At this point, your dog will be eating five to seven cups of food per day. It's a good idea to teach your dog to take breaks during their meal, so they don't eat too quickly. Interrupt their eating by taking the food away, asking the pup to sit, and then rewarding them with a treat. The rest of their food will teach them not to be food aggressive, and it will slow down their eating.
For these three months, your Great Dane will increase from six
cups to nine cups of food a day. At this time, your pup will likely have all of
their adult teeth in, and you can begin
to feed them solid food only—if you wish.
For the remainder of the first year of your Dane's life, you will be feeding them somewhere between seven to ten cups of food per day. When your pup has an extremely active day, you should feed them on the higher end of this range. If your pup has been inactive for a few days or seems to be putting on weight, then you should lower the food a little bit.
Great Danes continue to grow far past the age of other dogs. They usually reach their full height by 18 months old, but continue to fill out and mature until they are three or even four years old. You should expect to feed your male Dane 8-10 cups of food a day for the next few years, while a female will eat 6-9 cups a day on average.
Since Great Danes take so long to mature, the time that you feed them puppy food is longer than the average dog. Great Danes should eat giant breed specific puppy food until they are at least 15 months old. Confirm with your breeder and vet about the exact time to switch from puppy to adult food.
Some vets may even recommend keeping your dog on puppy food until they are two years old because the breed takes so long to fully mature.
are five main shots that puppies need to get
as they grow. You probably know that you shouldn't take your pup to trails or
dog parks as soon as they come home, and that's because their immune system is
still developing. These shots give them the required protection from dangerous
illnesses in the world.
Great Danes are commonly thought of as good apartment dogs because they don't actually need too much exercise. While it's true that they don't need to run around as much as a border collie (who needs at least two hours of exercise a day), Great Dane's still need to stretch their legs.
Young puppies up to five months of age shouldn't have too much vigorous exercise in a day. 20-30 minute walks around the neighborhood twice a day are plenty, with lots of gentle play and mental stimulation at home throughout the day.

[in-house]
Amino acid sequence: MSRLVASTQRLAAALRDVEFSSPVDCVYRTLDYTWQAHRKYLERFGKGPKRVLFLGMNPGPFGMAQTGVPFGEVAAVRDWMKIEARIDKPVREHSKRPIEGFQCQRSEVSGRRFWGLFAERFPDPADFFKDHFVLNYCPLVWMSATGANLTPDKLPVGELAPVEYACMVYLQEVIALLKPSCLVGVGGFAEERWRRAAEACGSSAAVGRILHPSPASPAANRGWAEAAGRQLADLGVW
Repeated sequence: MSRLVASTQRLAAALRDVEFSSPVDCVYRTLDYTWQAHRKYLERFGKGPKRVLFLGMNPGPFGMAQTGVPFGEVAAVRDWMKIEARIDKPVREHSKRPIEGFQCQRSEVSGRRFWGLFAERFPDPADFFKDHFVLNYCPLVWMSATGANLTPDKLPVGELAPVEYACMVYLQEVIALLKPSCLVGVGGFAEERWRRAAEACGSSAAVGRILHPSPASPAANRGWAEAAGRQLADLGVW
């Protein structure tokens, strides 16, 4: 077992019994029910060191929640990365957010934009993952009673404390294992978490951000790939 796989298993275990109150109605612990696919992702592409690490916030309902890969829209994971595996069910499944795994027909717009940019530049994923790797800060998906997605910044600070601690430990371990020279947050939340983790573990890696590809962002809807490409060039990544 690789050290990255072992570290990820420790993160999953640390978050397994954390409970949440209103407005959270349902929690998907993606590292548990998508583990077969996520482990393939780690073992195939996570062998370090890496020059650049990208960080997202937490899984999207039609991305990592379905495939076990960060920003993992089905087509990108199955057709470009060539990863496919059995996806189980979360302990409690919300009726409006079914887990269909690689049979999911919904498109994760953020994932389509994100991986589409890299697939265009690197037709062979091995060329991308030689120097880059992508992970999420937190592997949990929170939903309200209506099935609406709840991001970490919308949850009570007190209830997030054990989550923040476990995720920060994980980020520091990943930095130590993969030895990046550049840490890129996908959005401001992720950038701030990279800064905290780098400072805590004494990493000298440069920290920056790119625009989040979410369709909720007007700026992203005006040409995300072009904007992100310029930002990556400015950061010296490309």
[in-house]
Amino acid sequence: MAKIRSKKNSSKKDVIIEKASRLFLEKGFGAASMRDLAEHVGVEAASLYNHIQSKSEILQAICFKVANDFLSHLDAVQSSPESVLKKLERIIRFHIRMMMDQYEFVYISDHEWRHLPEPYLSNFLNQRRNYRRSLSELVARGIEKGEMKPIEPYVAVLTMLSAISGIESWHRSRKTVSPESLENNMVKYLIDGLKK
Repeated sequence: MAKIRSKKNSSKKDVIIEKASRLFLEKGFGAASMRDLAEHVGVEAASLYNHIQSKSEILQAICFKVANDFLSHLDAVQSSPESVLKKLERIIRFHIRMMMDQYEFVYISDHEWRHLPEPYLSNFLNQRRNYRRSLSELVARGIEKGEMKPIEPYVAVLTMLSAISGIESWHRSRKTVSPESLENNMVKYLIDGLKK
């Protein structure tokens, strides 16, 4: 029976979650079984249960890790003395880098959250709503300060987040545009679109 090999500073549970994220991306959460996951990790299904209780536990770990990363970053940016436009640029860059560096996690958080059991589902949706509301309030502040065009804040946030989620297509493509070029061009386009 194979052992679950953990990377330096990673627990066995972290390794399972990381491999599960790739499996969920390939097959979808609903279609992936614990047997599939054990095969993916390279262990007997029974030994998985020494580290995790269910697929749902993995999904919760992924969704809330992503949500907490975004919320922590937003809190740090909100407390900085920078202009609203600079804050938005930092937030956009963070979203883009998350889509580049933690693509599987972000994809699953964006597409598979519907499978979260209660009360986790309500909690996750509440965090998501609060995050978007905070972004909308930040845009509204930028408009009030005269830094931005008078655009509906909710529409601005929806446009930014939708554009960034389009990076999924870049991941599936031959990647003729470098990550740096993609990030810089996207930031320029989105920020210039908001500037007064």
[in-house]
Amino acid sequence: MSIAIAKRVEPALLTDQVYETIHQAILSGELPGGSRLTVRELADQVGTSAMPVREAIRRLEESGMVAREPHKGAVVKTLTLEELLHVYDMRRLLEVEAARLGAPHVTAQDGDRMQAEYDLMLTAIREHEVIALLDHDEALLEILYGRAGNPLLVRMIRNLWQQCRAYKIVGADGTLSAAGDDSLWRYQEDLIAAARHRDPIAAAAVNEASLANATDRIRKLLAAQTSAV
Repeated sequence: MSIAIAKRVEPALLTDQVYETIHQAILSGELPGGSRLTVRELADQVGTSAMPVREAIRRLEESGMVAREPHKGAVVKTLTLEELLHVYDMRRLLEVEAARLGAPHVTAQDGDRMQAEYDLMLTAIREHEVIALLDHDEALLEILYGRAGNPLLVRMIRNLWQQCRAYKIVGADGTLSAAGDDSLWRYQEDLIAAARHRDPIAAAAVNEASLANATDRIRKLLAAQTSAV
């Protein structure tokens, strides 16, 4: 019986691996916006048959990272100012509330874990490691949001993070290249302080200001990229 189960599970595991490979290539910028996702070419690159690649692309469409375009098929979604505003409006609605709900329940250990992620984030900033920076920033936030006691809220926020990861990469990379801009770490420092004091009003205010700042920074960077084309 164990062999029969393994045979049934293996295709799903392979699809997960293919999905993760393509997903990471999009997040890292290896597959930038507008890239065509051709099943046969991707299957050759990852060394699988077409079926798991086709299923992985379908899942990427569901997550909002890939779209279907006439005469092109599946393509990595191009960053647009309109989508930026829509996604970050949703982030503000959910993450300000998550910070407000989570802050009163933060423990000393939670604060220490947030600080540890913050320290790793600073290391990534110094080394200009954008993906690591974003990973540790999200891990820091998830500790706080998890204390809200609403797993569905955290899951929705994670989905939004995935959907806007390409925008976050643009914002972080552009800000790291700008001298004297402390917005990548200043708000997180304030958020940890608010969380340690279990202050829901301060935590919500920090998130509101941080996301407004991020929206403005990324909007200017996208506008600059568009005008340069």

At six months of age, your puppy will be able to walk a little longer and can visit dog parks for short times. It's important to avoid rough play or jumping and agility exercises for the first year and a half of your Great Dane's life. Because the breed grows quickly but matures slowly, their joints are at high risk of damage from repeated jumping. Don't take your dog on any steep hikes or for jogs at this time, either.
It's important to balance listening to your puppy and regulating
their exercise. Young dogs may want to play and play, so you may have to step
in and stop at the 30-minute mark, so your dog doesn't overexert themselves. On
the other hand, your pup may seem to want to stay in bed all day, and it's
important to let them do so. Some days growing takes all the energy that they
Learn more about the exercise needs of the Great Dane from this helpful article of ours dedicated to this topic.
As the American Kennel Club standard temperament for Great Danes is a "spirited, courageous, always friendly, dependable and never timid or aggressive" companion, you can expect socializing your Great Dane to be a joyful experience.
The key to socializing puppies is to start early. Dogs that meet 100 people within their first month of coming home tend to grow into confident dogs. The best way to socialize a Dane pup is to invite over many friends and colleagues and get each of them to greet your pup and give them a treat. Socializing isn't simply about meeting new people; it's about liking and making connections with them as well.
Of course, socializing a dog includes meeting other four-legged
friends. This can be tricky when your pet doesn't have their vaccinations yet.
The best way to meet new pups safely is by signing up for a puppy class. The
dogs in these courses are required to have certain shots, and it's a great way
to meet other canines at the same age and play level.
Be prepared for the day your new doggie comes home by picking up the following items:
Harnesses are a much safer way to control your Mastiff and protect their necks than a leash. Find harnesses on Amazon by clicking here now.